The exclusive view of Hell is, without a doubt, the majority position for conservative evangelicals. Exclusionism teaches that Hell is only for the few who have actually prayed the prayer and become Christians and all others will perish. Those who perish include those who have never heard the Gospel, those who have heard the Gospel, and everything in between (those who only got a partial view of the Gospel). For some who believe in exclusion, they would extend the eternally damned to children, infants, babies, and even those in the womb.
The justifications for this view do vary, from the staunch Calvinist view to the free will view, the justifications are different, but all come to the same conclusion; unless you have had an encounter with the true living Christ, you are going to Hell.
The argument is generally that humans are naturally evil. We are evil from the moment of conception and sinful from the moment of conception. They argue that it’s in our nature to be evil and sinful. Because it’s in our nature, we’re guilty before God, so even if we haven’t heard of Christ, that is the fault of our ancestors who have now condemned us to Hell because they rejected God.
It is the above view that often encourages the evangelicals to be so fervent about missionary work and “saving souls.” To them, the Great Commission is actually the greatest commandment God ever gave because it deals with eternal things, specifically about Heaven and Hell. To such believers in the exclusive nature of the Gospel, the Gospel is ultimately about our eternal state rather than our time on earth (this is not necessarily true of everyone who believes in exclusivism, but it certainly is the majority attitude).
Exclusivists will often appeal to John 14:6 (“I am the way…”), John 3:16 (“…whoever believes in me…”), and Romans 10:13 (“For those who call upon the name of the Lord will be saved”). They often take these scriptures at face value and hold that the opposite of calling on the name of the Lord must condemn a person. Some who believe in exclusivism will still hold that infants and children are still saved through God’s mercy (as per 2 Samuel 12:23) because they lack the capacity to understand salvation. But others respond that 2 Samuel 12:23 is David simply crying out, that the belief that infants go to Heaven is “theology that helps you sleep at night” that has no real backing in Scripture, and that if infants went to Heaven then we should kill them before they know what’s going on (this is the more extreme argument I’ve seen). This is really the only area of disagreement among those in exclusionism.
The potential problems with an exclusionist viewpoint:
The very first problem with the exclusionist viewpoint is that it requires a belief in the corruption of the human nature. While Paul uses the term “human nature” to refer to our fallen aspect, we have misunderstood his meaning. Paul is simply referring to our propensity to sin, but is not saying that sin exists within our nature. To say something is essential or within a person’s nature is to say that if you removed the said object from the nature, it would cease to be what it is. We look at a rock and, essential to the nature of the rock is “solid.” If we remove “solid” from the nature of the rock, then it ceases to be a rock.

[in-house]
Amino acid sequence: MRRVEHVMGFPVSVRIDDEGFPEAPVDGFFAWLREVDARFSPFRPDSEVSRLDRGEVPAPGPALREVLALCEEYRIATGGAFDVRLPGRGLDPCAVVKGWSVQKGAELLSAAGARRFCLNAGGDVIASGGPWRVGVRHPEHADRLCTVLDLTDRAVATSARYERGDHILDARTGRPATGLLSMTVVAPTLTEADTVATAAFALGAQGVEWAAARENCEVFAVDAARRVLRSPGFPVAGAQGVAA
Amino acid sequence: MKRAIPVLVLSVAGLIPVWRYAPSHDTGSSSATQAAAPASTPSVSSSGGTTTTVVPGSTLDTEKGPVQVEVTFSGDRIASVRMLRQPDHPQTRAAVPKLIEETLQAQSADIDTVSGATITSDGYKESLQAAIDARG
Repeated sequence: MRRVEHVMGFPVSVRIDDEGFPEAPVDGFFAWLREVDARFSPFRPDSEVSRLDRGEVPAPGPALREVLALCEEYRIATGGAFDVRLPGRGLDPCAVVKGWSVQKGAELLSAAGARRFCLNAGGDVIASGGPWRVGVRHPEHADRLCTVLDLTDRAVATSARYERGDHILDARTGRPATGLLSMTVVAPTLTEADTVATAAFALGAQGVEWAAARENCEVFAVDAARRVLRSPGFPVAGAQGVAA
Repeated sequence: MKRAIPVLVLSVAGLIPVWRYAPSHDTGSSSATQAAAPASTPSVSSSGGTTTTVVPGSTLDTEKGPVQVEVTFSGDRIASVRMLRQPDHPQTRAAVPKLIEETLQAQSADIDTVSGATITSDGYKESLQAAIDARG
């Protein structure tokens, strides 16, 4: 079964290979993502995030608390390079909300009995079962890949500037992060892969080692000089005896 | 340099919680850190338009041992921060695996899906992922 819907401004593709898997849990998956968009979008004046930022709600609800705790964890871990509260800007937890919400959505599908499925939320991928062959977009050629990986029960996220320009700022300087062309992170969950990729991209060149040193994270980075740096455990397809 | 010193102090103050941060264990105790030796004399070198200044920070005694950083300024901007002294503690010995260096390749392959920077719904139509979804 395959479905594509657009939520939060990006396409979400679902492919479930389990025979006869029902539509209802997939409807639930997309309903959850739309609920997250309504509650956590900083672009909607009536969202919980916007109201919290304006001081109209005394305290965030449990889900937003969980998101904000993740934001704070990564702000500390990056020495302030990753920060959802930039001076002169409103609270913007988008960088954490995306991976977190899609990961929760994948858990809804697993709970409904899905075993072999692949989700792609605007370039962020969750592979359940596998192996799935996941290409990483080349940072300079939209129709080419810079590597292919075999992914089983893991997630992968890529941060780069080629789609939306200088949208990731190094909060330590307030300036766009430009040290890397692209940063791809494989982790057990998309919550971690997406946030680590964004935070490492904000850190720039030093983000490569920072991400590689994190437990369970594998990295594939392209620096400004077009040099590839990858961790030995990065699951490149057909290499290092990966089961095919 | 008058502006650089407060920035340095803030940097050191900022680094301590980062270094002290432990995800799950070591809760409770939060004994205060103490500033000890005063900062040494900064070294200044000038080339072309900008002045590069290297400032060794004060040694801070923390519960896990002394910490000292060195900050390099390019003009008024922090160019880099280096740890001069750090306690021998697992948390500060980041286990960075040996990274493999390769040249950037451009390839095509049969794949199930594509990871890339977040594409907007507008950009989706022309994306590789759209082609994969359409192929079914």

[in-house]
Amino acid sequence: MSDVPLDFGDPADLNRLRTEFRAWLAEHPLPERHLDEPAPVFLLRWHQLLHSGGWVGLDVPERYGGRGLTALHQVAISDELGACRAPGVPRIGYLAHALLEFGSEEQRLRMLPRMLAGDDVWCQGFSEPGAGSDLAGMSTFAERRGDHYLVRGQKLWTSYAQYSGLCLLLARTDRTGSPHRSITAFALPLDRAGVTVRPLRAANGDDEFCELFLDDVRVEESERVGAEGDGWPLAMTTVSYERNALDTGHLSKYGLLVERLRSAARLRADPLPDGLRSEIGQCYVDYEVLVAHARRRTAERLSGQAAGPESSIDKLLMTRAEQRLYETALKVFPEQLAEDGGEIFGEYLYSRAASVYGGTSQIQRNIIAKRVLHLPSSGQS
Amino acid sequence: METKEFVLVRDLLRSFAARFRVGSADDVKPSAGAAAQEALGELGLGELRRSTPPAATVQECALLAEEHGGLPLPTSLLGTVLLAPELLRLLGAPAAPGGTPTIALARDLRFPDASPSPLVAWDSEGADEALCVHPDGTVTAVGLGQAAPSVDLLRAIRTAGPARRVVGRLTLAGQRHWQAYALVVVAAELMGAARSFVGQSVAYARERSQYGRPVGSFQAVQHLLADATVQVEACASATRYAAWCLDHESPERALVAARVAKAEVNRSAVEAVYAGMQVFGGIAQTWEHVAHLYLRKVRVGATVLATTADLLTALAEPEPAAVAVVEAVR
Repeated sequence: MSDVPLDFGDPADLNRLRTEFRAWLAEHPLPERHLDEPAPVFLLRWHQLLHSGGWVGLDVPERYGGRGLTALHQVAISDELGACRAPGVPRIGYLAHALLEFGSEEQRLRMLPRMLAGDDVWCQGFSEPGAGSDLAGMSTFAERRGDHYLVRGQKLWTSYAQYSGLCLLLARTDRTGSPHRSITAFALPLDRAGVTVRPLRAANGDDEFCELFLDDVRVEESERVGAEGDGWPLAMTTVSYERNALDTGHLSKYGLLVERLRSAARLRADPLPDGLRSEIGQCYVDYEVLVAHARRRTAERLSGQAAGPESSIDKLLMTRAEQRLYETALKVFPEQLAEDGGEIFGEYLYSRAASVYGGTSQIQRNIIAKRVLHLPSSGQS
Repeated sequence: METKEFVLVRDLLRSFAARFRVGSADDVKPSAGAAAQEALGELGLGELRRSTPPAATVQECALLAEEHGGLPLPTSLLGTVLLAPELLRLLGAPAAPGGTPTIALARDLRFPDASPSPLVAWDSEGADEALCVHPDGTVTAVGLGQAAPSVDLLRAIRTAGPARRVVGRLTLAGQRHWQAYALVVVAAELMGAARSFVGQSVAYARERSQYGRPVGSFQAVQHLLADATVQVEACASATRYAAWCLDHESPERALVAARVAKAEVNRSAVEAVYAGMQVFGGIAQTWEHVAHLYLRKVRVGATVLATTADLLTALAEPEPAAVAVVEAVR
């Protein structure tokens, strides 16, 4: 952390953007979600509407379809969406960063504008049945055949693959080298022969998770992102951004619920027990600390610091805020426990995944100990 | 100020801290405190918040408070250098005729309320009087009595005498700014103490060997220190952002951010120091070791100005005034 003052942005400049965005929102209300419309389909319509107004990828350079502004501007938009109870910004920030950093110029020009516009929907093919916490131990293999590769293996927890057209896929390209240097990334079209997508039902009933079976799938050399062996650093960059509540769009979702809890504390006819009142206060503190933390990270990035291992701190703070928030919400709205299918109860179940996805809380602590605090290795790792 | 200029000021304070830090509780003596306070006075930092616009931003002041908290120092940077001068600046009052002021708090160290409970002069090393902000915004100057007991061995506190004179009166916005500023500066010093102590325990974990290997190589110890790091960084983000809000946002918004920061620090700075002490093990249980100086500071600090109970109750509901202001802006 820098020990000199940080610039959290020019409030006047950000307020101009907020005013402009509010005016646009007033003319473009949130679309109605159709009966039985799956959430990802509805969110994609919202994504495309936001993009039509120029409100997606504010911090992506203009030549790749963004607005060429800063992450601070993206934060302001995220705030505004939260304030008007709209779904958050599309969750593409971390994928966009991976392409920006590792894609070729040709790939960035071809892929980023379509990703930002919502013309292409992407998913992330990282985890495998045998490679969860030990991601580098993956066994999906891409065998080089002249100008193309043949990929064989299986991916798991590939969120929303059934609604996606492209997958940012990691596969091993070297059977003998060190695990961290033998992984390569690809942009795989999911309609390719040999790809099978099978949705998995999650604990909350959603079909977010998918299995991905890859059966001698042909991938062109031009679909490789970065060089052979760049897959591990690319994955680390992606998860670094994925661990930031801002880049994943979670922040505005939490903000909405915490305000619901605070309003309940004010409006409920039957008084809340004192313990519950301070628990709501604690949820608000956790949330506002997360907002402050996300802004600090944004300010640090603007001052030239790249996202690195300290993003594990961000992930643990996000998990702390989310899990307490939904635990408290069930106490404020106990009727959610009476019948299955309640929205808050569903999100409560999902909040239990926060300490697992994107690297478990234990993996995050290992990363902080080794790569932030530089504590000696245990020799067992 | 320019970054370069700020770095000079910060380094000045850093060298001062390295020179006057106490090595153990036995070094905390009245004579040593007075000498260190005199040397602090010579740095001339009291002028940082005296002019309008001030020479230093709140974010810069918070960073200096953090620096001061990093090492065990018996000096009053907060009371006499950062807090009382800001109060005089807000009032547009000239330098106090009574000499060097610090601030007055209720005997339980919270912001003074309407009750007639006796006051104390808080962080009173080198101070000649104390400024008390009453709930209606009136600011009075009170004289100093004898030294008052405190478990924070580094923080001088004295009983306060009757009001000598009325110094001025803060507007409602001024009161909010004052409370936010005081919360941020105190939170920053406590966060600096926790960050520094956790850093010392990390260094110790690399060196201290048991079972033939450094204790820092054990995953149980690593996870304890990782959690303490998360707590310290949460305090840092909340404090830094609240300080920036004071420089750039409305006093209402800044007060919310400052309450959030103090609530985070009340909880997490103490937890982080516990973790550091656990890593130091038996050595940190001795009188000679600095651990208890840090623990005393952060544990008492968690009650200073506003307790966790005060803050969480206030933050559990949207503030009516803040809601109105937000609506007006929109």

So we look to human nature. If “guilty of sin” or “sinful” is essential to human nature, then what do we say about Christ? Either He was sinful or guilty of sin simply by being human, or He wasn’t human. This is quite the problem for most Christians as most Christians believe that Christ was human in all manners except sin (which is the true belief to hold). If there is something wrong with our human nature, then it would also mean that Adam and Eve ceased to be whatever God created them when they chose to sin. None of these beliefs work. Thus, when Paul says our “nature,” he means it in a manner different from how we understand the word “nature.” Rather, he is arguing that our wills aren’t lined up with God’s will. This has nothing to do with our nature, but has everything to do with what could be called a “sin nature.”
When we speak of a sin nature, we’re speaking of our wills not being aligned to God’s, meaning that we will sin. This would mean our wills are damaged, but that Christ was born with a perfect human will that worked with His Divine will. This wouldn’t make Him non-human, but simply a human in perfect form (when it comes to the will). A person who is born colorblind isn’t less human or have a different nature than those who can see colors as they are; likewise, just because we are born with imperfect wills (as the consequence of Adam and Eve) doesn’t mean that Jesus was different for being born with a perfect will.
But what this ultimately teaches us is that while we have a “sin nature” of sorts, we are not guilty of sin until we know what we are doing. If we cannot be guilty of sin until we have the capacity to know right and wrong, then already the strict exclusivist is in trouble in his beliefs. But the “soft exclusivist” will say, “I already believe that.” Now make no mistake, the child is still saved through Christ and not simply because he is innocent, but he is saved in a different manner; he is saved from the curse of death, which is something all humans suffer from. But once again, the soft exclusivist would say, “I agree.” So is there a problem with soft exclusivism?
That is something we will look at in the next post on inclusivism; in explaining inclusivism, some potential problems with soft exclusivism will be looked at. Keep in mind that I’m not saying what I believe, but merely explaining the positions. At the end of this series I’ll finally disclose my beliefs on the issue.